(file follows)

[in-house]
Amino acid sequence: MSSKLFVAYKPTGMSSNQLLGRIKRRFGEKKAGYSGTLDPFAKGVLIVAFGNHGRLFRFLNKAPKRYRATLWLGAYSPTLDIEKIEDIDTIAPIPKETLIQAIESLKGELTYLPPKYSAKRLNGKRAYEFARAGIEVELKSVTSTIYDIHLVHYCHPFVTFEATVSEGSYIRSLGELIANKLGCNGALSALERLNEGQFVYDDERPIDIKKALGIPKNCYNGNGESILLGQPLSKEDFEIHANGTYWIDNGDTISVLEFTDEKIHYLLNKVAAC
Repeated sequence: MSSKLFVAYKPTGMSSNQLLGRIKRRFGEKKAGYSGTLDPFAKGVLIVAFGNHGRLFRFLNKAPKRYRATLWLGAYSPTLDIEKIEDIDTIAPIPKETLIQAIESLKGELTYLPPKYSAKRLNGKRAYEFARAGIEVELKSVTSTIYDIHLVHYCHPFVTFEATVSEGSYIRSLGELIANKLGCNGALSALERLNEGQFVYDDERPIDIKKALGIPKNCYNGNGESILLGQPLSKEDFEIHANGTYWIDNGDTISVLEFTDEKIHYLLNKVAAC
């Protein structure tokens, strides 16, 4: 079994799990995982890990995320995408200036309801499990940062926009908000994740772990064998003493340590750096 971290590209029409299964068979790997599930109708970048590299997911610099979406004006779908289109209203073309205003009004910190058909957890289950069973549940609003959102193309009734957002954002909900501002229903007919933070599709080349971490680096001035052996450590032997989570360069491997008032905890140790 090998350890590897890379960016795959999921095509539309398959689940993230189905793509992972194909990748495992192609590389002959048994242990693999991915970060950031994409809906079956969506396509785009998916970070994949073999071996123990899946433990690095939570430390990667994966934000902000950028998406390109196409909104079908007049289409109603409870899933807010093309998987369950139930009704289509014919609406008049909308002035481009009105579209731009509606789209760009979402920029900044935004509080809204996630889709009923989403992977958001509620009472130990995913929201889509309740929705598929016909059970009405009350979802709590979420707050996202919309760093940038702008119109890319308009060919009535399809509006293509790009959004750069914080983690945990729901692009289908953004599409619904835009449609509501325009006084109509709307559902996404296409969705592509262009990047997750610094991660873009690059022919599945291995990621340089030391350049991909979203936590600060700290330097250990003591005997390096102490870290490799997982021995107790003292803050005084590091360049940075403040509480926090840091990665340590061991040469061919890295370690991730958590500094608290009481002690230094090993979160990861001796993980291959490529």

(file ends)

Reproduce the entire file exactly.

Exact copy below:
[in-house]
Amino acid sequence: MSSKLFVAYKPTGMSSNQLLGRIKRRFGEKKAGYSGTLDPFAKGVLIVAFGNHGRLFRFLNKAPKRYRATLWLGAYSPTLDIEKIEDIDTIAPIPKETLIQAIESLKGELTYLPPKYSAKRLNGKRAYEFARAGIEVELKSVTSTIYDIHLVHYCHPFVTFEATVSEGSYIRSLGELIANKLGCNGALSALERLNEGQFVYDDERPIDIKKALGIPKNCYNGNGESILLGQPLSKEDFEIHANGTYWIDNGDTISVLEFTDEKIHYLLNKVAAC
Repeated sequence: MSSKLFVAYKPTGMSSNQLLGRIKRRFGEKKAGYSGTLDPFAKGVLIVAFGNHGRLFRFLNKAPKRYRATLWLGAYSPTLDIEKIEDIDTIAPIPKETLIQAIESLKGELTYLPPKYSAKRLNGKRAYEFARAGIEVELKSVTSTIYDIHLVHYCHPFVTFEATVSEGSYIRSLGELIANKLGCNGALSALERLNEGQFVYDDERPIDIKKALGIPKNCYNGNGESILLGQPLSKEDFEIHANGTYWIDNGDTISVLEFTDEKIHYLLNKVAAC
């Protein structure tokens, strides 16, 4: 079994799990995982890990995320995408200036309801499990940062926009908000994740772990064998003493340590750096 971290590209029409299964068979790997599930109708970048590299997911610099979406004006779908289109209203073309205003009004910190058909957890289950069973549940609003959102193309009734957002954002909900501002229903007919933070599709080349971490680096001035052996450590032997989570360069491997008032905890140790 090998350890590897890379960016795959999921095509539309398959689940993230189905793509992972194909990748495992192609590389002959048994242990693999991915970060950031994409809906079956969506396509785009998916970070994949073999071996123990899946433990690095939570430390990667994966934000902000950028998406390109196409909104079908007049289409109603409870899933807010093309998987369950139930009704289509014919609406008049909308002035481009009105579209731009509606789209760009979402920029900044935004509080809204996630889709009923989403992977958001509620009472130990995913929201889509309740929705598929016909059970009405009350979802709590979420707050996202919309760093940038702008119109890319308009060919009535399809509006293509790009959004750069914080983690945990729901692009289908953004599409619904835009449609509501325009006084109509709307559902996404296409969705592509262009990047997750610094991660873009690059022919599945291995990621340089030391350049991909979203936590600060700290330097250990003591005997390096102490870290490799997982021995107790003292803050005084590091360049940075403040509480926090840091990665340590061991040469061919890295370690991730958590500094608290009481002690230094090993979160990861001796993980291959490529």